Even if you’re familiar with solar energy, the terminology associated with it can be a bit overwhelming. So, let’s answer the question many of us ask in our heads. “I want solar, but OMG, WTH is a kWh!?!” This crucial question can help you decide the system size you need based on your energy consumption, the overall impact of your panels on your utility bill, and even the effect of many of your home or business appliances and equipment.
According to data from SolarReviews.com, property owners are installing solar panels and battery back-up systems in record numbers, which raises the question: Is including a battery backup with your solar system a good idea?
Battery technology has become a rather large portion of most of our lives, from powering our cell phones to fueling our cars, batteries are nearly everywhere. So how are batteries playing a role in solar powered homes?
You’re likely familiar with some of the many benefits of solar power, such as clean renewable energy, reduced electricity bills, and low maintenance. But you may be surprised to learn a few additional facts about solar and the uniqueness this energy source has.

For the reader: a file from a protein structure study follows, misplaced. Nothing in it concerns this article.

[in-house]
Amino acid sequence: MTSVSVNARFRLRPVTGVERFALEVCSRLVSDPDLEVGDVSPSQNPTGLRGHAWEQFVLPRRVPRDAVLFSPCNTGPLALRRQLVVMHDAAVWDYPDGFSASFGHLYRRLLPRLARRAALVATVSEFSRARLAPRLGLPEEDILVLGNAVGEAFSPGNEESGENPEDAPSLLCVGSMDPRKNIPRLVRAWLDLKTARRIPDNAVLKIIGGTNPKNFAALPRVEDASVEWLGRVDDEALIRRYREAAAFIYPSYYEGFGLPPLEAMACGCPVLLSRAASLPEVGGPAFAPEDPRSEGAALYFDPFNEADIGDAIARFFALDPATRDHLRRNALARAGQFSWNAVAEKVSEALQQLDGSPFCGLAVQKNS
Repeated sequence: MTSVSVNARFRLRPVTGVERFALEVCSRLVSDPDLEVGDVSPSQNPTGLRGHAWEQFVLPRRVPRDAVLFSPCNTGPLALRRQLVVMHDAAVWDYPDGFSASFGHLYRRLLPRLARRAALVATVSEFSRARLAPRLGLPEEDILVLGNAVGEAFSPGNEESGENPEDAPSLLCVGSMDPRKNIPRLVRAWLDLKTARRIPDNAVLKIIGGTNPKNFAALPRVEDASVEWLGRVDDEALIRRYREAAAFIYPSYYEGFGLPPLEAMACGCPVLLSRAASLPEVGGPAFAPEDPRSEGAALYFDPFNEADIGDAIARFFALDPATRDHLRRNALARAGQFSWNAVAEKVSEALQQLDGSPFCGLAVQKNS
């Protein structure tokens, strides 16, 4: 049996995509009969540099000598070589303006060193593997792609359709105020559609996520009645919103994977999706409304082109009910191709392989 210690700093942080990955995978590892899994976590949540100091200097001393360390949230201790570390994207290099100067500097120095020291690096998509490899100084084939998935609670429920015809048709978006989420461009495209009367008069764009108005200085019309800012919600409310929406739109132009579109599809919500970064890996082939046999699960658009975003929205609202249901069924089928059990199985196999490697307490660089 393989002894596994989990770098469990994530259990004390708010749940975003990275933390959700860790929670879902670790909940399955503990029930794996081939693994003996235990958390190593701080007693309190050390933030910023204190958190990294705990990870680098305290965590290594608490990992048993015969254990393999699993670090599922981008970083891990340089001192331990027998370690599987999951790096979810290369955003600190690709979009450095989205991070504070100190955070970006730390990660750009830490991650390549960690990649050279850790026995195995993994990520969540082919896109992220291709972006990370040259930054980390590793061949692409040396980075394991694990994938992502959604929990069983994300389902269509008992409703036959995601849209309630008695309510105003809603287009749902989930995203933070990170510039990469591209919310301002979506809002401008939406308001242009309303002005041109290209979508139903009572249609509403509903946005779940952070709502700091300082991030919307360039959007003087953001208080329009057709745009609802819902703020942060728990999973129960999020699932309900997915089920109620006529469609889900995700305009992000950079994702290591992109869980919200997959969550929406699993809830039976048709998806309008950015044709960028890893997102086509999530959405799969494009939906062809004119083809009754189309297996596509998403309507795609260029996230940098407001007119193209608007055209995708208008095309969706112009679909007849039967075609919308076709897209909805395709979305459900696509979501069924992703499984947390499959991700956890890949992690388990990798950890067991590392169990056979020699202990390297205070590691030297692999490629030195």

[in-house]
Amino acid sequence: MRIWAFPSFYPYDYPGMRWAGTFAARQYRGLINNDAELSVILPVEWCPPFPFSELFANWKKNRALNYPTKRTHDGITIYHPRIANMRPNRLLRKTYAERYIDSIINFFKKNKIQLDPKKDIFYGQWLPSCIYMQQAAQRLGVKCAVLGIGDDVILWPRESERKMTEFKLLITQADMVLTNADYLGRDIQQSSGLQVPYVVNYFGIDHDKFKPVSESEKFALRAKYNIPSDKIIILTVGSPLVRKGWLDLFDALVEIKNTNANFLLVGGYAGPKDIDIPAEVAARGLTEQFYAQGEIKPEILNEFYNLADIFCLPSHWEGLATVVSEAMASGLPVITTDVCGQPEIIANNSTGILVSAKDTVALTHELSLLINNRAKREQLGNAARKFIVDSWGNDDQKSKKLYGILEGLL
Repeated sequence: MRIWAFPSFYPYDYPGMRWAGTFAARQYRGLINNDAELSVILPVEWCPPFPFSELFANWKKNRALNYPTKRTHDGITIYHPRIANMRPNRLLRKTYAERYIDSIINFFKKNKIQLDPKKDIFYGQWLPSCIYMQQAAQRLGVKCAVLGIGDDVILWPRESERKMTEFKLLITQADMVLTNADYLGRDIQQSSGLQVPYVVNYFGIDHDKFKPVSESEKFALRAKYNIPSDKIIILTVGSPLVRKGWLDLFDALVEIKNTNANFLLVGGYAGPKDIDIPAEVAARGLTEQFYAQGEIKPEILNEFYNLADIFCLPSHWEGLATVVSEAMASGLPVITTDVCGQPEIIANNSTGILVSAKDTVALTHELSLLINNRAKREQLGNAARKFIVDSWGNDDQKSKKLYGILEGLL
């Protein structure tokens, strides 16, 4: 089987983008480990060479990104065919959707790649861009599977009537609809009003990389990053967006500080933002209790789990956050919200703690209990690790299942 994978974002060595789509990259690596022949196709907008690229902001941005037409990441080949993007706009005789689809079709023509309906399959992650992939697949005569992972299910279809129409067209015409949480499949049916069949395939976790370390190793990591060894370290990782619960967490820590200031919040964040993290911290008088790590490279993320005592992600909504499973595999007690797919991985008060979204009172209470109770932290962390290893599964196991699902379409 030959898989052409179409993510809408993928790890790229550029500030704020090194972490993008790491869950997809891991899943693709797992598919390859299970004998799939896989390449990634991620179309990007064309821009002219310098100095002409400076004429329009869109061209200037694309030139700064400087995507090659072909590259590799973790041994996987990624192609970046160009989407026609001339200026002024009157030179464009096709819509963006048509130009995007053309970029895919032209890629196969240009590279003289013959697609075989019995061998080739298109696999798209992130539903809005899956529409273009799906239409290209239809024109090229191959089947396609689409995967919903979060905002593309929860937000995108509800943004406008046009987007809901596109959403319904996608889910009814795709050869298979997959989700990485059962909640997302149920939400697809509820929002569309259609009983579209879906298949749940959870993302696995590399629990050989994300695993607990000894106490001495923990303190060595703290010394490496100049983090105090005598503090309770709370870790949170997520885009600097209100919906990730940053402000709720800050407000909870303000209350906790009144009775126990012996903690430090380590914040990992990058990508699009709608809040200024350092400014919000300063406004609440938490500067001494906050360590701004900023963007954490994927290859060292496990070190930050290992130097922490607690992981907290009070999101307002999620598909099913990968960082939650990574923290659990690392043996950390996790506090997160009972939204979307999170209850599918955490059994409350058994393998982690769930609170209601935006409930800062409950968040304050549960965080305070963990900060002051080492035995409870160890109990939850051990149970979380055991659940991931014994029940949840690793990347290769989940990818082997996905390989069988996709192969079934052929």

Although New Hampshire ranks among the bottom ⅓ of states in solar installation and production, solar is growing in popularity. According to SEIA, as of Q4, 2021, roughly 28,000 New Hampshire households have some level of solar installation, and many businesses are now moving to clean, renewable solar energy.
When you think of solar, most people picture a rooftop installation on a home or business. Still, there is a growing number of property owners who are choosing “double-duty” solar installations for one reason or another. Double-duty solar installations are structural ground mounting systems that offer a secondary functional use, such as a pergola or carport that provides shade and shelter from the elements and offers an ideal location for a solar installation.